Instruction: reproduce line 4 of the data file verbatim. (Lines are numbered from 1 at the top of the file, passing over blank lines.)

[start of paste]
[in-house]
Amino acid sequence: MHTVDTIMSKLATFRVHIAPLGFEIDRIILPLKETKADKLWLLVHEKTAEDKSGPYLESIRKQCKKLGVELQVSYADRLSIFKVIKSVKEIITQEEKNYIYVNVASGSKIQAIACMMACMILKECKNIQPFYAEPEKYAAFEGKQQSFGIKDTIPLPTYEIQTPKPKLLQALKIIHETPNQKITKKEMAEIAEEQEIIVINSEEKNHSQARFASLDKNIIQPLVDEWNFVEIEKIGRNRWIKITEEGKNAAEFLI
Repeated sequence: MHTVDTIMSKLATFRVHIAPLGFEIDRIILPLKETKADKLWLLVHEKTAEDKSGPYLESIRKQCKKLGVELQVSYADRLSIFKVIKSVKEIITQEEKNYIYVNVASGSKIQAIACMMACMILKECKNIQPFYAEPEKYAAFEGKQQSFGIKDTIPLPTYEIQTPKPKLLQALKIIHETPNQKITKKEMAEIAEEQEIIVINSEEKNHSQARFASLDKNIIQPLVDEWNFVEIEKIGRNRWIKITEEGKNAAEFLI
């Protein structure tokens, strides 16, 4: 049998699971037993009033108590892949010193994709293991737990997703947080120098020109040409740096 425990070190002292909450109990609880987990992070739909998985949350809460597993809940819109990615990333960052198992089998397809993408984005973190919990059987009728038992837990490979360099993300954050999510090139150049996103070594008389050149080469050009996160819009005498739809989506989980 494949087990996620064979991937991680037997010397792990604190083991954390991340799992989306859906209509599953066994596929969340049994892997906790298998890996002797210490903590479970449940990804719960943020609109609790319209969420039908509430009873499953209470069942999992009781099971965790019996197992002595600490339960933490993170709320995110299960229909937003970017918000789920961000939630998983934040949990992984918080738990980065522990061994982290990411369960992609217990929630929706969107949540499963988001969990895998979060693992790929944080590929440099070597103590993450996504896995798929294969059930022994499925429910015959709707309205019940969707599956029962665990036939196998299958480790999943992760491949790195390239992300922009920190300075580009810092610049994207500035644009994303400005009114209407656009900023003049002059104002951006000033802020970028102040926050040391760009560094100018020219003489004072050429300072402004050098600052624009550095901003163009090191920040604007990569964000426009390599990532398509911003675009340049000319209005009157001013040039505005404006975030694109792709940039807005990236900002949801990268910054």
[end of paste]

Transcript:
């Protein structure tokens, strides 16, 4: 049998699971037993009033108590892949010193994709293991737990997703947080120098020109040409740096 425990070190002292909450109990609880987990992070739909998985949350809460597993809940819109990615990333960052198992089998397809993408984005973190919990059987009728038992837990490979360099993300954050999510090139150049996103070594008389050149080469050009996160819009005498739809989506989980 494949087990996620064979991937991680037997010397792990604190083991954390991340799992989306859906209509599953066994596929969340049994892997906790298998890996002797210490903590479970449940990804719960943020609109609790319209969420039908509430009873499953209470069942999992009781099971965790019996197992002595600490339960933490993170709320995110299960229909937003970017918000789920961000939630998983934040949990992984918080738990980065522990061994982290990411369960992609217990929630929706969107949540499963988001969990895998979060693992790929944080590929440099070597103590993450996504896995798929294969059930022994499925429910015959709707309205019940969707599956029962665990036939196998299958480790999943992760491949790195390239992300922009920190300075580009810092610049994207500035644009994303400005009114209407656009900023003049002059104002951006000033802020970028102040926050040391760009560094100018020219003489004072050429300072402004050098600052624009550095901003163009090191920040604007990569964000426009390599990532398509911003675009340049000319209005009157001013040039505005404006975030694109792709940039807005990236900002949801990268910054």